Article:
Kelat Nasi-Nasi

Kelat Nasi-Nasi

Scientific name: Syzygium zeylanicum
Family name: Myrtaceae

Kelat Nasi-Nasi trees in Taman Tugu
The Kekatong Laut tree is an indigenous rainforest tree that are amongst the 4,100 trees added to the Taman Tugu site, selected in collaboration with Forest Research Institute of Malaysia (“FRIM”) and Malaysian Nature Society (“MNS”). This species was selected to attract fauna to the site – its flowers produce nectar that attracts insects like bees, butterflies and day-flying moths (Syntomis huebneri). It is also the larval host plant for the Copper Flash butterfly (Rapala pheretima sequeira). Its fruits are eaten birds, squirrels, and other fruit-eating animals.

Physical Features
This tree a shrub or tree that can grow up to 18m tall and attain 100cm in girth and has an oval to rounded crown. The trunk is reddish-brown and papery-flaky in mature specimens. It has short-stalked leaves that are leathery, lance-shaped, purplish pink when young which turns dark glossy green above and paler green below when mature. It produces bisexual flowers that are white, faintly fragrant, and found in long flower clusters located at ends of its branches or axils of its leaves. The fleshy fruits are oblong or oblong-round, white in colour, and contain 1 greenish seed each.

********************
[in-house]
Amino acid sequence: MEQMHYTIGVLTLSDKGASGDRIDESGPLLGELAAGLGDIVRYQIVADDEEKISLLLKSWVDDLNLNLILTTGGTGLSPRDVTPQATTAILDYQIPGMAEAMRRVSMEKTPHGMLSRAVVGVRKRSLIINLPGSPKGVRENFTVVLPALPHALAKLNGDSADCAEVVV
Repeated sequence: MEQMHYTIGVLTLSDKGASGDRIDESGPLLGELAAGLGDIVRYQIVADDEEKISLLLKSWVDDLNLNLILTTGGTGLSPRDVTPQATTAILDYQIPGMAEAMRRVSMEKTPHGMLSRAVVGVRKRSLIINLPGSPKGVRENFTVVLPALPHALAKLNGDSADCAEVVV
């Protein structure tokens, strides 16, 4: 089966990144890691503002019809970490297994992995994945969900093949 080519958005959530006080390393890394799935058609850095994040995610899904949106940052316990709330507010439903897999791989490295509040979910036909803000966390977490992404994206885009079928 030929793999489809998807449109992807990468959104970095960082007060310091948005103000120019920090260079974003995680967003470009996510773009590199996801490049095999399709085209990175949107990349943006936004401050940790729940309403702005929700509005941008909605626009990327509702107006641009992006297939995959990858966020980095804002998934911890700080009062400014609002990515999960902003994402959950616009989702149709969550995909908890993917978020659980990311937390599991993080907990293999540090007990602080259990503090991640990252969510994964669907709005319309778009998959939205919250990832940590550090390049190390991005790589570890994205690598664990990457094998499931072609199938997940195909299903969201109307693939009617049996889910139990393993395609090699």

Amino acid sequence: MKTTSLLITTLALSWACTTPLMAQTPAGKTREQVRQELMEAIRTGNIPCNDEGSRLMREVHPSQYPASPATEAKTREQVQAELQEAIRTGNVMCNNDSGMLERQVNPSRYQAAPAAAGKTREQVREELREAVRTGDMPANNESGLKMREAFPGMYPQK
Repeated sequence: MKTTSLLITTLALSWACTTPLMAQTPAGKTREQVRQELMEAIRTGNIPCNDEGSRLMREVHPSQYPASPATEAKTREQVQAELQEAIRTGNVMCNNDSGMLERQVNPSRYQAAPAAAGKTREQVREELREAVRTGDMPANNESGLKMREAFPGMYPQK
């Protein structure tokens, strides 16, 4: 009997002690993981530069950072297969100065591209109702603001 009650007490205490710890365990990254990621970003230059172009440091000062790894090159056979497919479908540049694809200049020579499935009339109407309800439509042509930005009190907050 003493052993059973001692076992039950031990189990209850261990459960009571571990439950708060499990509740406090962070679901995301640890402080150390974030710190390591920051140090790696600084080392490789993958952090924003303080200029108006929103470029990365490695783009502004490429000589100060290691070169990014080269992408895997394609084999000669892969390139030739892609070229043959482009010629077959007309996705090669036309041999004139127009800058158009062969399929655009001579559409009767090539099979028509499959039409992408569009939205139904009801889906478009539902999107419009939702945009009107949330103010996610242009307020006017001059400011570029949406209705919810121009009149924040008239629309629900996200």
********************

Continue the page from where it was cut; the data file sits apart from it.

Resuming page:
The sweetly-scented berry fruits are edible, although there is not much pulp. Medicinally, the leaf Infusion is used to treat diarrhoea, the decoction of leaves and roots are used as vermifuge, and for their anti-diabetic and anti-rheumatic properties. The reddish-brown wood is used as firewood, and also for building houses, rafts and agricultural tools. According to folk legend, rubbing the leaves on chest of elephant makes it docile.

These tropical, sub-tropical/monsoonal trees grow in primary rainforest, mountain and secondary forest, coastal forest, freshwater swamp Forest, riverine, and on sandy beaches. These trees are native from East Madagascar, through India, South China to Southeast Asia (including Malaysia). The species epithet ‘zeylanicum’ refers to Ceylon (old name for Sri Lanka), where the species is naturally distributed.